I was talking to someone about a mixtape exchange recently, and she said she disliked making mixtapes because she’d feel like she might be judged in some way for compiling something that could be interpreted so personally. So I guess I should be a bit more careful about my unabashed love for Viscera. Perhaps it’s gone unrecognised because people are embarrassed to say how much they relate to it? Hval’s artistic presentation of humanity is one of the most daring, and accurate, portrayals I’ve ever experienced.
Listen: ‘Blood Flight’

I’ve also listed my favourite 50 tracks of the year – it feels a lot less complete than my album list, but I still think it’s worthwhile – there are a few things that deserve some discussion.

  1. Lana Del Rey – Video Games
    Under the circumstances I guess I need to justify this: in terms of chord structures, melody, production, sampling, this approaches perfection. It was great to hear this song before all the hype made it impossible to hear this without any sort of bias, and the impact it made on me back then remains. I actually started writing an article about Del Rey and the sexist reactions to her as an artist – my message got a bit confused and I may not end up posting it, but one of my main points was that the backlash bewildered me, because the idea of her being “manufactured” is exactly what the song is about, why her appearance and “video games” are paralleled in the song. It’s a disturbing message, and the song’s narrator’s acceptance of the patriarchal structures she submits to is portrayed with so much grace and beauty, I really do I think it’s the best song of 2011.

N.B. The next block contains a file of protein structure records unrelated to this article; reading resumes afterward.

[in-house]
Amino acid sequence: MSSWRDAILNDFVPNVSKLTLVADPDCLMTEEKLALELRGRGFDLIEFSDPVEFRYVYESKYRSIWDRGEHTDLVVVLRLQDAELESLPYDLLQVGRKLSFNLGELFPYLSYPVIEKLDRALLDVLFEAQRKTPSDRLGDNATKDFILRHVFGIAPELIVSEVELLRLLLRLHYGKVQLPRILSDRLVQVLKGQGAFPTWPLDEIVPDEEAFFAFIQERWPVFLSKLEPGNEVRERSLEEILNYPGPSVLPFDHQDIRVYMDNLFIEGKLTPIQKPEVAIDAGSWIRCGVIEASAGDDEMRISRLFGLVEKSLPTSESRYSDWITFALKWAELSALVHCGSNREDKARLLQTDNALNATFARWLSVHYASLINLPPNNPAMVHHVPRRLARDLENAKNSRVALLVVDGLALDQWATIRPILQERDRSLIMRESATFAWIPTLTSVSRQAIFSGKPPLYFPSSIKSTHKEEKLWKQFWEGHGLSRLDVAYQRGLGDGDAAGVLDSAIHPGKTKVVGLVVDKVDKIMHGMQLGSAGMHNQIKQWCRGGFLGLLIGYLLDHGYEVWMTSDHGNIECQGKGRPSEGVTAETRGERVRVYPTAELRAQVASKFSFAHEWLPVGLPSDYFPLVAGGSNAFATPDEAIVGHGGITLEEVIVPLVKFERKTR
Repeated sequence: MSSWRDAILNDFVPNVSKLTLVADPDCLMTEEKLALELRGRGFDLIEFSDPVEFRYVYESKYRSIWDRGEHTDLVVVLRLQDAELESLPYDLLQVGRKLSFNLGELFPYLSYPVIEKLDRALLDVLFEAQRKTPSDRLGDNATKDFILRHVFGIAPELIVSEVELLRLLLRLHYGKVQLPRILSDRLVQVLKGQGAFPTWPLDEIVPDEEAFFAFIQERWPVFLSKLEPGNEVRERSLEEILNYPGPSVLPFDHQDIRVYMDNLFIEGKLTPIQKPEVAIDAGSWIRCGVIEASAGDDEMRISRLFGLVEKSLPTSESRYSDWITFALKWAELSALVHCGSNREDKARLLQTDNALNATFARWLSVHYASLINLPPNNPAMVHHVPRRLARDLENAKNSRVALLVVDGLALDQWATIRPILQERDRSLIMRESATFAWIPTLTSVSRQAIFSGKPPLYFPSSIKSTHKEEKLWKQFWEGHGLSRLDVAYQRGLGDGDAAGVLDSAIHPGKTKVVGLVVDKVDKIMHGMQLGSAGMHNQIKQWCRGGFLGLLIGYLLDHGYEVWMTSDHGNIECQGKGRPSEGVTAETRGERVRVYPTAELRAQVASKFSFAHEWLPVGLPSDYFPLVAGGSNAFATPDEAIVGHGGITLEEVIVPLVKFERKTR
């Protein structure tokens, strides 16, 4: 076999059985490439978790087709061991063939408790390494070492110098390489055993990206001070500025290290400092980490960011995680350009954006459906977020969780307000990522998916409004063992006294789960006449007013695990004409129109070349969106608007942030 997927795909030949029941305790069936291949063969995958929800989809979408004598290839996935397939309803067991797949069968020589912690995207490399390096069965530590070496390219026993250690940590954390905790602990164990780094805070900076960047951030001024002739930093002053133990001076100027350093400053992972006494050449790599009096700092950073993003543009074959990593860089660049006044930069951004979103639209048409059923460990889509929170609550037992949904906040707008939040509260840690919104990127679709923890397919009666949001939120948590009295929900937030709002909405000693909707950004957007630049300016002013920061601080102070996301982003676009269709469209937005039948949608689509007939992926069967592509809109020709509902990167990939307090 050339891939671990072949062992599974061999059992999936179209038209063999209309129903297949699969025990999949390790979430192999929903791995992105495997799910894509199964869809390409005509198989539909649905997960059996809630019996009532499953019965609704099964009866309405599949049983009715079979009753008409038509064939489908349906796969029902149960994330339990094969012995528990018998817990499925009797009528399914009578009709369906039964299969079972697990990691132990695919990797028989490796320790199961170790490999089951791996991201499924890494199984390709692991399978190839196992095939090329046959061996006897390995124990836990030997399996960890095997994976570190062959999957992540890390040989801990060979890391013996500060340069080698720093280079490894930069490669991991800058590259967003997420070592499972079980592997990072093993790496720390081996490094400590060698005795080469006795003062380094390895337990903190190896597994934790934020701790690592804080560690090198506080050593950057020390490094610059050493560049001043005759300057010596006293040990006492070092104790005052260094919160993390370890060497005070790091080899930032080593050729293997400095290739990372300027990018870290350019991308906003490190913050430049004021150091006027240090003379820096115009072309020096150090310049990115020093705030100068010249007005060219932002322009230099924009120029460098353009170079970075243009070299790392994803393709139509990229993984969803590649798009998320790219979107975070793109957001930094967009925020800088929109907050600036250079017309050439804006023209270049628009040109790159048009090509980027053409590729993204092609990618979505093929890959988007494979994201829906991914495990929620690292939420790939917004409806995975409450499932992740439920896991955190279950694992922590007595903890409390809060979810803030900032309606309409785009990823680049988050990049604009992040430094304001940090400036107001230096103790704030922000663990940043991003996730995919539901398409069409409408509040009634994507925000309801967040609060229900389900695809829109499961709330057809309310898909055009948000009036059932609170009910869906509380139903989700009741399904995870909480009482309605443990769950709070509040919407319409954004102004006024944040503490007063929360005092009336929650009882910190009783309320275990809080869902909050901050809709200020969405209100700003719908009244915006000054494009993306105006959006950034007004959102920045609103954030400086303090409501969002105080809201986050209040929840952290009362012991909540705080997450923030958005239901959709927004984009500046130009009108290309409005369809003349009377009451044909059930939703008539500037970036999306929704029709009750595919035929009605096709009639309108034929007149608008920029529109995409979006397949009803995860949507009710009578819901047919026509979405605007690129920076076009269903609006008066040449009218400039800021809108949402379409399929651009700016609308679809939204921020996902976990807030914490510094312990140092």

2. Destroyer – Bay of Pigs (Detail)
    This came out in 2009 but I didn’t get it until this year, when it closed Kaputt. Destroyer’s use of stream-of-consciousness reminds me of his collaboration with Loscil last year, ‘The Making of Grief Point’, but here it’s all sung, and all the better for it. There are so many connections to be made, I hear new things every time I listen to it.
  3. Azealia Banks – 212
    She’s going to be huge next year, I hope. She swears with more gusto than anyone I’ve ever heard.
  4. Tyler, The Creator – Yonkers
  5. Bill Wells & Aidan Moffat – The Copper Top
    I adore this, it is utterly heartbreaking. Probably my favourite song Moffat has ever written.
  6. Tune-yards – Bizness
  7. Frank Ocean – Novacane
    Cocaine for breakfast – yikes…
  8. Mara Carlyle – Pearl
    As I said above – I really wish I could play this song for someone; the lyrics are quite specific but it’s just the most uplifting thing in the world.
  9. Rustie – Ultra Thizz
  10. Four Tet – Locked
  11. Frank Ocean – Songs For Women
  12. EMA – California
  13. Cold Cave – The Great Pan Is Dead
  14. La Dispute – King Park
    The conclusion of this song is unbelievable…
  15. Gang Gang Dance – Glass Jar
  16. Björk – Crystalline
    Björk has obviously been listening to Venetian Snares – and it’s good!
  17. Baths – The Nothing
    Cerulean was my favourite record of last year, and this single was as good as anything on that album!
  18. Big K.R.I.T – Dreamin’
    This beat is just perfect for K.R.I.T.’s nostalgia.
  19. The Weeknd – House of Balloons/Glass Table Girls
    The two halves of The Weeknd’s music summed up perfectly – a sense of unease and excess and need to escape, which (literally) descends into a chilling portrait of his debasement in the second half.
  20. Nat Baldwin – A Little Lost
    Baldwin’s Arthur Russell cover doesn’t deviate much from the original, but there’s something fantastic in his delivery that I could listen to over and over again.
  21. Eleanor Friedberger – Scenes From Bensonhurst
    A song about Facebook stalking, which manages to sound romanticised through Friedberger’s gauzes of memory.
  22. Low – Try To Sleep
  23. Los Campesinos! – The Black Bird, The Dark Slope
  24. The Weeknd – Initiation
    When I first heard this, the nearest comparison I could think of was to Xiu Xiu.
  25. Devon Sproule – If I Can Do This
    Sproule’s album I Love You, Go Easy narrowly missed out on my list – but here’s the clear highlight.